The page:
6502DecimalMode

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  eor #$c3  // #$c2 if we don't want to invert the carry
  eor #$c3  // #$c2 if we don't want to invert the carry
  nop
  nop
 +
 +
=== Decimal mode and the NES' RP2A03G ===

Revision as of 10:51, 9 September 2012

The 6502 had a couple of unique selling points compared to its predecessor the 6800, and the decimal mode was crucial because it was patent protected. It saves an instruction and a couple of cycles from each byte of decimal arithmetic, and removes the half-carry from the status byte - it also works for both addition and subtraction.

Decimal mode only affects ADC and SBC instructions, and on the NMOS 6502 only usefully sets the C flag. The N, V and Z flags are set, but don't correspond to what you might expect from a 10's complement decimal operation.

Nonetheless, all four flags are set, so it's worth understanding how they are set, and why. (See Ijor's paper, and Bruce Clark's tutorial)

Many (software) emulators have decimal mode correct, and many have it incorrect or missing. The same is true for various re-implemented 6502 cores. Because the CMOS 6502 and later parts set the flags differently from the NMOS 6502, correctness can only be judged relative to a specific part.

Bruce Clark's tutorial contains a test program which can test all the flags (for the various CPU models) and will report the first failing case. Using this, we can collect some specific 'difficult' cases for use on a slow model, or for a rapid test of new code, or for illustration of the 6502 datapath in action. Some of the following tests are now found in the py65 test suite

We need a list of interesting signals to probe to observe the decimal mode adjustments. (The presently released JSSim doesn't have C34 named, but it will on next update)

The two operands, and the carry in, are added as a pair of nibbles. The carry-out from bit3 is adjusted in decimal mode, but only for ADC. So the ALU is not a binary byte-wide ALU with a decimal adjustment, it is a pair of binary nibble ALUs with a decimal adjustment. In the tests, we don't specifically need to test that carry-in is used (except to prove that carry-out is changing the carry bit, if we have that freedom)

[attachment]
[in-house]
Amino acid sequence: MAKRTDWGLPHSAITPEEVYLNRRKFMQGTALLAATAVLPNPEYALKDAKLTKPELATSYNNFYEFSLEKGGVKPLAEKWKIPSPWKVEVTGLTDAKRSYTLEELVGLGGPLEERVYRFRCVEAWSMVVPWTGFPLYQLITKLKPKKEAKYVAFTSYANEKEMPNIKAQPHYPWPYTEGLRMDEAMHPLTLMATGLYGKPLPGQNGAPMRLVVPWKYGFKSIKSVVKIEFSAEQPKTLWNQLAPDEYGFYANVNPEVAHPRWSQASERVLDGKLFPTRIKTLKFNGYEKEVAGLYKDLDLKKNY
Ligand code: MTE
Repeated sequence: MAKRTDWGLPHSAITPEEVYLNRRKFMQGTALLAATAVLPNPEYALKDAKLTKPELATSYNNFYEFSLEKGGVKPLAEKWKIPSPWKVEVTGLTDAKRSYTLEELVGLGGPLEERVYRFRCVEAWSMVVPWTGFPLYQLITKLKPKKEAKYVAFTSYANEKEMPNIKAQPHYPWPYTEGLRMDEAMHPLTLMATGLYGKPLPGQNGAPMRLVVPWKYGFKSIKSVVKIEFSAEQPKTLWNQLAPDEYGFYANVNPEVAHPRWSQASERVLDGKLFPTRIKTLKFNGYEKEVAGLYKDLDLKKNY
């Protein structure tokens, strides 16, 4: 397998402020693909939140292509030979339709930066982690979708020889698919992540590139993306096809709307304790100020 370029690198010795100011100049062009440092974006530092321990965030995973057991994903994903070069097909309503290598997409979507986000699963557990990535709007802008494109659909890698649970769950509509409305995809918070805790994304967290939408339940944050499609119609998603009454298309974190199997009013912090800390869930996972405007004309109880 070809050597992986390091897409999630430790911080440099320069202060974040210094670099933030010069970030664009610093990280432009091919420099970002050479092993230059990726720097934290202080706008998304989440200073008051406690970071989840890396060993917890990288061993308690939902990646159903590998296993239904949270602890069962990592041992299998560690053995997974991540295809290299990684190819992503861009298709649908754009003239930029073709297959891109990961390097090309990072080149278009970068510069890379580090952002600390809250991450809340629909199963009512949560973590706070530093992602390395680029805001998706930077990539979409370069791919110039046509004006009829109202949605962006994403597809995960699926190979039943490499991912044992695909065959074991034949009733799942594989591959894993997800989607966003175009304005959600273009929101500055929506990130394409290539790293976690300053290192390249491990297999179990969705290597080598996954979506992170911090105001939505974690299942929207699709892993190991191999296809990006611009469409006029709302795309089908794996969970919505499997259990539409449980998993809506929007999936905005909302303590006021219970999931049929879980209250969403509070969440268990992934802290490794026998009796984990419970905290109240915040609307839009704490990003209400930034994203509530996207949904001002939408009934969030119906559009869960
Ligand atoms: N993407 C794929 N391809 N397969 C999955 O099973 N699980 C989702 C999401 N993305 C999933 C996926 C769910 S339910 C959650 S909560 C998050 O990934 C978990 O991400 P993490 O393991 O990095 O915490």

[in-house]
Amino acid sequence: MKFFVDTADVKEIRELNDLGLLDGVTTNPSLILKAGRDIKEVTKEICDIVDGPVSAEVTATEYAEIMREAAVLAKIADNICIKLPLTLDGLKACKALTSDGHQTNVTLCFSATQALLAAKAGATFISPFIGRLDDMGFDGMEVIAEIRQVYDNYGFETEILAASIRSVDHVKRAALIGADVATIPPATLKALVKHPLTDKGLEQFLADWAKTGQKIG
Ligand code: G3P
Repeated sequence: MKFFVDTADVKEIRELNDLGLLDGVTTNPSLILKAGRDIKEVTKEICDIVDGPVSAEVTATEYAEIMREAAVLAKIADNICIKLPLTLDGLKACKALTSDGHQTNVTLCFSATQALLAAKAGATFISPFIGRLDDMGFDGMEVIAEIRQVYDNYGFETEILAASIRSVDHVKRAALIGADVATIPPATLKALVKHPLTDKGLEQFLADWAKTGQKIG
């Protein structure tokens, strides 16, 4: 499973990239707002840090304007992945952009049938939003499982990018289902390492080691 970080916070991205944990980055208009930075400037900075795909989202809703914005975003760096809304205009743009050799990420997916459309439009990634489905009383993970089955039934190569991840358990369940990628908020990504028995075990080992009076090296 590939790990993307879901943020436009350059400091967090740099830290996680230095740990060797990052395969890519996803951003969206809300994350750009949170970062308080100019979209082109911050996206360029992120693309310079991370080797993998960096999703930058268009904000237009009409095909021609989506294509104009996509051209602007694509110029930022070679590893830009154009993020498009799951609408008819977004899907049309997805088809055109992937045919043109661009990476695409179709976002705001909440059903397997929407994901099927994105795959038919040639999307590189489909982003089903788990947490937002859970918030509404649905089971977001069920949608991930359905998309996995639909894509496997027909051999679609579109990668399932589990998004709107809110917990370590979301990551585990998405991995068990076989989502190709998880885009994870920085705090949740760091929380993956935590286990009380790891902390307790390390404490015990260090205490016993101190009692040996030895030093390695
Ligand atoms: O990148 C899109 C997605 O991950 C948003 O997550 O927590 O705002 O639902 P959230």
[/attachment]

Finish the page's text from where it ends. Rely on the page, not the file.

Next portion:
Some of the tests below are found in Bruce Clark's V flag tutorial. Others are taken from failing cases when running his decimal mode test suite.

(For other test suites, see 6502TestPrograms)

Tests for ADC

  • 00 + 00 and C=0 gives 00 and N=0 V=0 Z=1 C=0 (simulate)
  • 79 + 00 and C=1 gives 80 and N=1 V=1 Z=0 C=0 (simulate)
  • 24 + 56 and C=0 gives 80 and N=1 V=1 Z=0 C=0 (simulate)
  • 93 + 82 and C=0 gives 75 and N=0 V=1 Z=0 C=1 (simulate)
  • 89 + 76 and C=0 gives 55 and N=0 V=0 Z=0 C=1 (simulate)
  • 89 + 76 and C=1 gives 56 and N=0 V=0 Z=1 C=1 (simulate)
  • 80 + f0 and C=0 gives d0 and N=0 V=1 Z=0 C=1 (simulate)
  • 80 + fa and C=0 gives e0 and N=1 V=0 Z=0 C=1 (simulate)
  • 2f + 4f and C=0 gives 74 and N=0 V=0 Z=0 C=0 (simulate)
  • 6f + 00 and C=1 gives 76 and N=0 V=0 Z=0 C=0 (simulate)

Tests for SBC

  • 00 - 00 and C=0 gives 99 and N=1 V=0 Z=0 C=0 (simulate)
  • 00 - 00 and C=1 gives 00 and N=0 V=0 Z=1 C=1 (simulate)
  • 00 - 01 and C=1 gives 99 and N=1 V=0 Z=0 C=0 (simulate)
  • 0a - 00 and C=1 gives 0a and N=0 V=0 Z=0 C=1 (simulate)
  • 0b - 00 and C=0 gives 0a and N=0 V=0 Z=0 C=1 (simulate)
  • 9a - 00 and C=1 gives 9a and N=1 V=0 Z=0 C=1 (simulate)
  • 9b - 00 and C=0 gives 9a and N=1 V=0 Z=0 C=1 (simulate)

One form of test program sets all the input flags using PLP:

lda #$c8
pha
lda #$00
plp
adc #$00
nop

and to calculate what that initial value of PLP should be, we can use a bit more code

php
pla
eor #$c3   // #$c2 if we don't want to invert the carry
nop

Decimal mode and the NES' RP2A03G

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